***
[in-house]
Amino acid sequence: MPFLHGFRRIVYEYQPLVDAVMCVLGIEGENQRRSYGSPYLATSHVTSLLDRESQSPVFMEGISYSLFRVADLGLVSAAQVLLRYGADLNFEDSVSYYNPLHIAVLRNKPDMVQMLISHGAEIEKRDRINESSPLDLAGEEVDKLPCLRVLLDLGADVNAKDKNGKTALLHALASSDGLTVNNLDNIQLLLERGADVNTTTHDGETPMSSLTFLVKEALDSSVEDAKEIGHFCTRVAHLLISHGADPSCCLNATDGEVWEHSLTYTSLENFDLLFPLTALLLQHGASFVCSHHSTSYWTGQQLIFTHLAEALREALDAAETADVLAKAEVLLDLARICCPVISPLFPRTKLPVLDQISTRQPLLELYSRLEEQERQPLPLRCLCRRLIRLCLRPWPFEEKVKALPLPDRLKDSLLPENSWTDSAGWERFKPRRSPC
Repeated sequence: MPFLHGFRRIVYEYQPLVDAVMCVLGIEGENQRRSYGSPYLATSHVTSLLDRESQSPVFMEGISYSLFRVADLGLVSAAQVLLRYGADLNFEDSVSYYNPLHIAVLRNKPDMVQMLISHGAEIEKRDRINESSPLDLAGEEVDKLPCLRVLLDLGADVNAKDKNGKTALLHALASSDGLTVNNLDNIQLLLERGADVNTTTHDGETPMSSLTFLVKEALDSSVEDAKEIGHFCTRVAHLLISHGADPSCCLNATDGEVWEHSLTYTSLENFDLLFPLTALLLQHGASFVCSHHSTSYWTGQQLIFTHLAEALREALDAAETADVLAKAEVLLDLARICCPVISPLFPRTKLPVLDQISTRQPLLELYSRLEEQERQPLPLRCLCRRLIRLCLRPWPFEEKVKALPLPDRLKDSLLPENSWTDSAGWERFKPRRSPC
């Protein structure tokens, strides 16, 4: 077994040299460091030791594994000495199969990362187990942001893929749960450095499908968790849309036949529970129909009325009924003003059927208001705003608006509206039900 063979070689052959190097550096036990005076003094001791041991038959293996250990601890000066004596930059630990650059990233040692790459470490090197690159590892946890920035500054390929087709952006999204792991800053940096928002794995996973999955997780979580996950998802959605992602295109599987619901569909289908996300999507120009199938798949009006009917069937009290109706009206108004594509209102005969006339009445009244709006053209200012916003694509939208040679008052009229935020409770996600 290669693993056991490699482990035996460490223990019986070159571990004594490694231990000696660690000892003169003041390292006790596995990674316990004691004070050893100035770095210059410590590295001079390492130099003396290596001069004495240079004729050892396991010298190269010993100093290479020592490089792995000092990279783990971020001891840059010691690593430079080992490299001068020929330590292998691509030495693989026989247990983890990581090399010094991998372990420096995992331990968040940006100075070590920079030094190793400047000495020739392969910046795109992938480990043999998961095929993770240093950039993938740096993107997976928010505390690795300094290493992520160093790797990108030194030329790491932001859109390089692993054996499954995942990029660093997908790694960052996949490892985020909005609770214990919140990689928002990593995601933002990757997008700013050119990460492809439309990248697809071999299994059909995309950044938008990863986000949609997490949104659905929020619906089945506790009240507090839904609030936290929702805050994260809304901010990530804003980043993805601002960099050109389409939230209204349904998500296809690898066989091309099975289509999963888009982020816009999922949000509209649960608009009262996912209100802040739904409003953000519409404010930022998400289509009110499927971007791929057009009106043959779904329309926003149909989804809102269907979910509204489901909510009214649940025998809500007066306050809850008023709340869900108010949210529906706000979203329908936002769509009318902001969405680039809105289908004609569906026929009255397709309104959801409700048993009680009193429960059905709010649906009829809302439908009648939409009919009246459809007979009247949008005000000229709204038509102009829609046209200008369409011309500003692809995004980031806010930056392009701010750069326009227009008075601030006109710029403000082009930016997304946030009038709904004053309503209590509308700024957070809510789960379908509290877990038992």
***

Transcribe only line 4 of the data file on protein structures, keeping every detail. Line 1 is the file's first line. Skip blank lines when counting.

């Protein structure tokens, strides 16, 4: 077994040299460091030791594994000495199969990362187990942001893929749960450095499908968790849309036949529970129909009325009924003003059927208001705003608006509206039900 063979070689052959190097550096036990005076003094001791041991038959293996250990601890000066004596930059630990650059990233040692790459470490090197690159590892946890920035500054390929087709952006999204792991800053940096928002794995996973999955997780979580996950998802959605992602295109599987619901569909289908996300999507120009199938798949009006009917069937009290109706009206108004594509209102005969006339009445009244709006053209200012916003694509939208040679008052009229935020409770996600 290669693993056991490699482990035996460490223990019986070159571990004594490694231990000696660690000892003169003041390292006790596995990674316990004691004070050893100035770095210059410590590295001079390492130099003396290596001069004495240079004729050892396991010298190269010993100093290479020592490089792995000092990279783990971020001891840059010691690593430079080992490299001068020929330590292998691509030495693989026989247990983890990581090399010094991998372990420096995992331990968040940006100075070590920079030094190793400047000495020739392969910046795109992938480990043999998961095929993770240093950039993938740096993107997976928010505390690795300094290493992520160093790797990108030194030329790491932001859109390089692993054996499954995942990029660093997908790694960052996949490892985020909005609770214990919140990689928002990593995601933002990757997008700013050119990460492809439309990248697809071999299994059909995309950044938008990863986000949609997490949104659905929020619906089945506790009240507090839904609030936290929702805050994260809304901010990530804003980043993805601002960099050109389409939230209204349904998500296809690898066989091309099975289509999963888009982020816009999922949000509209649960608009009262996912209100802040739904409003953000519409404010930022998400289509009110499927971007791929057009009106043959779904329309926003149909989804809102269907979910509204489901909510009214649940025998809500007066306050809850008023709340869900108010949210529906706000979203329908936002769509009318902001969405680039809105289908004609569906026929009255397709309104959801409700048993009680009193429960059905709010649906009829809302439908009648939409009919009246459809007979009247949008005000000229709204038509102009829609046209200008369409011309500003692809995004980031806010930056392009701010750069326009227009008075601030006109710029403000082009930016997304946030009038709904004053309503209590509308700024957070809510789960379908509290877990038992």